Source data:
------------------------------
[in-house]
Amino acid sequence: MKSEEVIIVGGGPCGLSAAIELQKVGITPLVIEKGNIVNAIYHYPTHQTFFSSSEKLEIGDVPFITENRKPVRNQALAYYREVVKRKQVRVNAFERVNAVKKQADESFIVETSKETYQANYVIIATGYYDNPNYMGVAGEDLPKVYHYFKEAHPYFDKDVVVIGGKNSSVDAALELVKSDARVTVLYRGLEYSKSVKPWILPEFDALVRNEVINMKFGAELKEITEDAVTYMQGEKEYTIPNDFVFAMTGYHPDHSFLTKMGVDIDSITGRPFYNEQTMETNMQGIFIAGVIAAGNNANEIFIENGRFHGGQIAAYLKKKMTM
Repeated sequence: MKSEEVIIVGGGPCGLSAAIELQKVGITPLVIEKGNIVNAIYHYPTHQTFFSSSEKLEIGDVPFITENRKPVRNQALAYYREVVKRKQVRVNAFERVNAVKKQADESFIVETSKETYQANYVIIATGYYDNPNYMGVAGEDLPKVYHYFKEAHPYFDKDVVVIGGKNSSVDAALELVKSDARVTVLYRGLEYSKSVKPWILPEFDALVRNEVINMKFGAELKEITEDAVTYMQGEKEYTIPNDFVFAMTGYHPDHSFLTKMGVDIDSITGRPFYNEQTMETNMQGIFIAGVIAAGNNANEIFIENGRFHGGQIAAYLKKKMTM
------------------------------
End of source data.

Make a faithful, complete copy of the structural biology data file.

[in-house]
Amino acid sequence: MKSEEVIIVGGGPCGLSAAIELQKVGITPLVIEKGNIVNAIYHYPTHQTFFSSSEKLEIGDVPFITENRKPVRNQALAYYREVVKRKQVRVNAFERVNAVKKQADESFIVETSKETYQANYVIIATGYYDNPNYMGVAGEDLPKVYHYFKEAHPYFDKDVVVIGGKNSSVDAALELVKSDARVTVLYRGLEYSKSVKPWILPEFDALVRNEVINMKFGAELKEITEDAVTYMQGEKEYTIPNDFVFAMTGYHPDHSFLTKMGVDIDSITGRPFYNEQTMETNMQGIFIAGVIAAGNNANEIFIENGRFHGGQIAAYLKKKMTM
Repeated sequence: MKSEEVIIVGGGPCGLSAAIELQKVGITPLVIEKGNIVNAIYHYPTHQTFFSSSEKLEIGDVPFITENRKPVRNQALAYYREVVKRKQVRVNAFERVNAVKKQADESFIVETSKETYQANYVIIATGYYDNPNYMGVAGEDLPKVYHYFKEAHPYFDKDVVVIGGKNSSVDAALELVKSDARVTVLYRGLEYSKSVKPWILPEFDALVRNEVINMKFGAELKEITEDAVTYMQGEKEYTIPNDFVFAMTGYHPDHSFLTKMGVDIDSITGRPFYNEQTMETNMQGIFIAGVIAAGNNANEIFIENGRFHGGQIAAYLKKKMTM